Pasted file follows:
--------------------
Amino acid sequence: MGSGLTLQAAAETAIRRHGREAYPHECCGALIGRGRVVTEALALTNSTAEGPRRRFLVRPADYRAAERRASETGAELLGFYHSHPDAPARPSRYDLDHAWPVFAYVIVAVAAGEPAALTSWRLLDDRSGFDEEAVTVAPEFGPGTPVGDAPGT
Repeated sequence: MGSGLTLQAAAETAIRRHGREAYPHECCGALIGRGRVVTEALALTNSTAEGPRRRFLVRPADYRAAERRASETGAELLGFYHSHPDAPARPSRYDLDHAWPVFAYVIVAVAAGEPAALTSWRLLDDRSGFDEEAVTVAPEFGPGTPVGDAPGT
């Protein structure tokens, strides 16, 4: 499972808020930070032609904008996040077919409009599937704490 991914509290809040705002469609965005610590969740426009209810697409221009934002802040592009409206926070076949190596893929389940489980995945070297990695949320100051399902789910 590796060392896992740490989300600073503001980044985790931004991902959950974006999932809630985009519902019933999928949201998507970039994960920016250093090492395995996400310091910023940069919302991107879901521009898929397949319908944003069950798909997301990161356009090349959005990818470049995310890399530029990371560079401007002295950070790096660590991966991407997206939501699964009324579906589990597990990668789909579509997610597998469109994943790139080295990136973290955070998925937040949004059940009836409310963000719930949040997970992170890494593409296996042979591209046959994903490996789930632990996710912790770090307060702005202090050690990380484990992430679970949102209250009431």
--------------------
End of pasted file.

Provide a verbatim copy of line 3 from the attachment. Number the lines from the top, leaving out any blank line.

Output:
């Protein structure tokens, strides 16, 4: 499972808020930070032609904008996040077919409009599937704490 991914509290809040705002469609965005610590969740426009209810697409221009934002802040592009409206926070076949190596893929389940489980995945070297990695949320100051399902789910 590796060392896992740490989300600073503001980044985790931004991902959950974006999932809630985009519902019933999928949201998507970039994960920016250093090492395995996400310091910023940069919302991107879901521009898929397949319908944003069950798909997301990161356009090349959005990818470049995310890399530029990371560079401007002295950070790096660590991966991407997206939501699964009324579906589990597990990668789909579509997610597998469109994943790139080295990136973290955070998925937040949004059940009836409310963000719930949040997970992170890494593409296996042979591209046959994903490996789930632990996710912790770090307060702005202090050690990380484990992430679970949102209250009431």